It’s interesting to look back on these very old posts and see how far I’ve come. Now, you can too — I’ve moved to my very own domain site, which I purchased in 2009 and sat on for several long years. Finally, I’m making use of it. Come visit!
I’m sure there isn’t a bride of color anywhere in the US who wasn’t affected by the idiotic comments of Justice Keith Bardwell of Louisiana, about two weeks ago.
Having dealt with racism in its various forms my entire life (from the very overt to the completely subconscious), I am not at all shocked by these types of views. I am, however, disappointed and annoyed, for all kinds of reasons.
I have a strong suspicion that Bardwell’s comments about interracial children are just a cop-out, a half-assed attempt to justify what is nothing more than blatant racism. After all, what if the couple in question turns out to be infertile? What if they decide to adopt? I just think these statements are too clueless and “See? This is for the greater good!” to be true. They just don’t make enough sense.
First of all, blacks have a long history of accepting mixed-race children… after all, nearly all of us who are African American (that is, descended from slaves) have some race mixing in our history. Yes, there are a few blacks who (often justifiably) worry for the well-being of a mixed child, mostly due to the racism they’ve experienced themselves. But really, how out of touch do you have to be to realize that some of the most famous Blacks in America, rightly or wrongly, are mixed-race themselves? And, it bears pointing out, there’s the President! Wasn’t he voted in by Americans of all races? More evidence, to me at least, that Mr. Bardwell is severely out of touch.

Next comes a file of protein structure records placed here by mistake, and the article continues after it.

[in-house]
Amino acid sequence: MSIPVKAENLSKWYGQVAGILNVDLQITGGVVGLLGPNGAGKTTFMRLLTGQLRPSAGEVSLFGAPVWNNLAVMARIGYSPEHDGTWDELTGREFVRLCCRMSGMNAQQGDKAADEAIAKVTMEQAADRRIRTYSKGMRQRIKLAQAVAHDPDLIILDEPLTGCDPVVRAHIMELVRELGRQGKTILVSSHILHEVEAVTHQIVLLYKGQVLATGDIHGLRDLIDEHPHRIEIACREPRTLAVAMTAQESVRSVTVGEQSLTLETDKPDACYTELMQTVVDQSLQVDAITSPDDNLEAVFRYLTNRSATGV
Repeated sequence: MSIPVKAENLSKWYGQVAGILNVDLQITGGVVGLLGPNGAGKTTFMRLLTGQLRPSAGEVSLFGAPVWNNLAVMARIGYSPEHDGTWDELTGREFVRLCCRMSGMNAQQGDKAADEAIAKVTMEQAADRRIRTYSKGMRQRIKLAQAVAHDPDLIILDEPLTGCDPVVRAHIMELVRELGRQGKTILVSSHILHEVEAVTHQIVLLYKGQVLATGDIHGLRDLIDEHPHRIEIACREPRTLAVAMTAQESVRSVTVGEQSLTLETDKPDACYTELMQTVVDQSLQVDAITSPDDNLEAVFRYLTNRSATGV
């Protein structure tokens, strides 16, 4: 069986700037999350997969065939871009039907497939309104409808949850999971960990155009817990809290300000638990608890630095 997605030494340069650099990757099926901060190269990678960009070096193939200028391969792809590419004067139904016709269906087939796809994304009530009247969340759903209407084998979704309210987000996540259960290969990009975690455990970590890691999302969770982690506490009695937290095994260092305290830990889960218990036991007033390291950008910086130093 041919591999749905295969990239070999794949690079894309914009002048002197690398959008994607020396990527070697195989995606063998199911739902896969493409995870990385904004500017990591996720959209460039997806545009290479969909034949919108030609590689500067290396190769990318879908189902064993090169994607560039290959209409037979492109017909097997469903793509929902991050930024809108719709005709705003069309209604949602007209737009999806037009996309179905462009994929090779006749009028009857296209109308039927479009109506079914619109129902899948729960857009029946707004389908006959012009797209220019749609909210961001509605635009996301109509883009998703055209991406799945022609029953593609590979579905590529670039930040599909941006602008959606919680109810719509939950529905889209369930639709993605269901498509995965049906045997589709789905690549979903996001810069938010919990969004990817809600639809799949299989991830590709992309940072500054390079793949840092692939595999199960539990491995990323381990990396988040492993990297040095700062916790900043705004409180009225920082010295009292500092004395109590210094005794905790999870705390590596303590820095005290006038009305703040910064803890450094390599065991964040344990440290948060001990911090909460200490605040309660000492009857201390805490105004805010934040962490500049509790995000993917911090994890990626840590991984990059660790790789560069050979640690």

I just think Bardwell is a racist. I also think he is not alone.
When my (white) fiancé was born, interracial marriage was still illegal in 17 U.S. states. No one needs to point out the ugly legacy of racism that we still deal with on a daily basis. If anything, Mr. Bardwell is a reminder, to me and to anyone else entering into an interracial marriage, that it won’t be particularly easy all the time, and that we (and our “mixed” kids) will have some idiots to deal with.
I wasn’t even finished watching the CNN replay of the service, and up come the funeral recaps. Journalists and blog commenters all over the place find themselves “shocked” that the funeral was tasteful at all. I know, right? All these black people in one spot, and oh wow! they’re behaving. But singing? And performances? While the coffin is sitting there? Creepy! Weird! Interesting!
When my father died nearly 10 years ago, my then-boyfriend attended the service. He was a Philipino Catholic guy who hadn’t ever set foot in a black church. The first thing he said after the service was, “Wow, it was so loud! Gospel singing, at a funeral?” It was pretty apparent that the mainstream funeral tradition and the African American one were two completely different things.